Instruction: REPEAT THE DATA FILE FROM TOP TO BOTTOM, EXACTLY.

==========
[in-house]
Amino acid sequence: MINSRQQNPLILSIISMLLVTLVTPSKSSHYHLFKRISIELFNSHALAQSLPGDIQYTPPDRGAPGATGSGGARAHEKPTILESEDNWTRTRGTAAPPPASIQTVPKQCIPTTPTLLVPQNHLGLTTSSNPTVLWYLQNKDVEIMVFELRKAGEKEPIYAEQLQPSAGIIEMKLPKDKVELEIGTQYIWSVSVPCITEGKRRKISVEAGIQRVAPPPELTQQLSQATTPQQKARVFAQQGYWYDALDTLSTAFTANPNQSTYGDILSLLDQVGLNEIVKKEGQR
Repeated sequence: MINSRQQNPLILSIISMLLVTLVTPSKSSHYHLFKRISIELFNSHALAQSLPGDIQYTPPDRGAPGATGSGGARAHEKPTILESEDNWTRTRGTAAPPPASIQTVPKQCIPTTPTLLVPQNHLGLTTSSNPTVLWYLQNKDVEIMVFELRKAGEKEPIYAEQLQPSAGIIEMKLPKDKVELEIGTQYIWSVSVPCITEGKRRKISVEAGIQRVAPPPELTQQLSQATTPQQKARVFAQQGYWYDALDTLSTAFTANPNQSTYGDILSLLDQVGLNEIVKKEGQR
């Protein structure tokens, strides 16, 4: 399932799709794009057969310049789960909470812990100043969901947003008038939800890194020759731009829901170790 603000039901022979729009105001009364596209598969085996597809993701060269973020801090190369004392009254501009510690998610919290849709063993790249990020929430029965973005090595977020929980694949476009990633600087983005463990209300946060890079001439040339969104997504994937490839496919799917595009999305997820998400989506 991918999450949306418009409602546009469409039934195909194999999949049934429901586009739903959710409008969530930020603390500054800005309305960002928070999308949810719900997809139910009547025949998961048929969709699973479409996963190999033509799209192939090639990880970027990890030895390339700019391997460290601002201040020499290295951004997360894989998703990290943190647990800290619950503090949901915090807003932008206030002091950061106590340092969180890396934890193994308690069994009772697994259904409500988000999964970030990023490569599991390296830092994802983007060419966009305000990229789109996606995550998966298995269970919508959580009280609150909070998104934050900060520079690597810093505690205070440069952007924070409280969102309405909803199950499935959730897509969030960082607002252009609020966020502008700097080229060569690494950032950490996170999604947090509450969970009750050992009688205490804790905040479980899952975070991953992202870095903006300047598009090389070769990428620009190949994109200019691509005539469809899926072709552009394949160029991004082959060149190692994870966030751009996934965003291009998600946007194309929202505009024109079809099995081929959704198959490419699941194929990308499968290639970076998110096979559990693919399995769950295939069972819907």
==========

[in-house]
Amino acid sequence: MINSRQQNPLILSIISMLLVTLVTPSKSSHYHLFKRISIELFNSHALAQSLPGDIQYTPPDRGAPGATGSGGARAHEKPTILESEDNWTRTRGTAAPPPASIQTVPKQCIPTTPTLLVPQNHLGLTTSSNPTVLWYLQNKDVEIMVFELRKAGEKEPIYAEQLQPSAGIIEMKLPKDKVELEIGTQYIWSVSVPCITEGKRRKISVEAGIQRVAPPPELTQQLSQATTPQQKARVFAQQGYWYDALDTLSTAFTANPNQSTYGDILSLLDQVGLNEIVKKEGQR
Repeated sequence: MINSRQQNPLILSIISMLLVTLVTPSKSSHYHLFKRISIELFNSHALAQSLPGDIQYTPPDRGAPGATGSGGARAHEKPTILESEDNWTRTRGTAAPPPASIQTVPKQCIPTTPTLLVPQNHLGLTTSSNPTVLWYLQNKDVEIMVFELRKAGEKEPIYAEQLQPSAGIIEMKLPKDKVELEIGTQYIWSVSVPCITEGKRRKISVEAGIQRVAPPPELTQQLSQATTPQQKARVFAQQGYWYDALDTLSTAFTANPNQSTYGDILSLLDQVGLNEIVKKEGQR
């Protein structure tokens, strides 16, 4: 399932799709794009057969310049789960909470812990100043969901947003008038939800890194020759731009829901170790 603000039901022979729009105001009364596209598969085996597809993701060269973020801090190369004392009254501009510690998610919290849709063993790249990020929430029965973005090595977020929980694949476009990633600087983005463990209300946060890079001439040339969104997504994937490839496919799917595009999305997820998400989506 991918999450949306418009409602546009469409039934195909194999999949049934429901586009739903959710409008969530930020603390500054800005309305960002928070999308949810719900997809139910009547025949998961048929969709699973479409996963190999033509799209192939090639990880970027990890030895390339700019391997460290601002201040020499290295951004997360894989998703990290943190647990800290619950503090949901915090807003932008206030002091950061106590340092969180890396934890193994308690069994009772697994259904409500988000999964970030990023490569599991390296830092994802983007060419966009305000990229789109996606995550998966298995269970919508959580009280609150909070998104934050900060520079690597810093505690205070440069952007924070409280969102309405909803199950499935959730897509969030960082607002252009609020966020502008700097080229060569690494950032950490996170999604947090509450969970009750050992009688205490804790905040479980899952975070991953992202870095903006300047598009090389070769990428620009190949994109200019691509005539469809899926072709552009394949160029991004082959060149190692994870966030751009996934965003291009998600946007194309929202505009024109079809099995081929959704198959490419699941194929990308499968290639970076998110096979559990693919399995769950295939069972819907």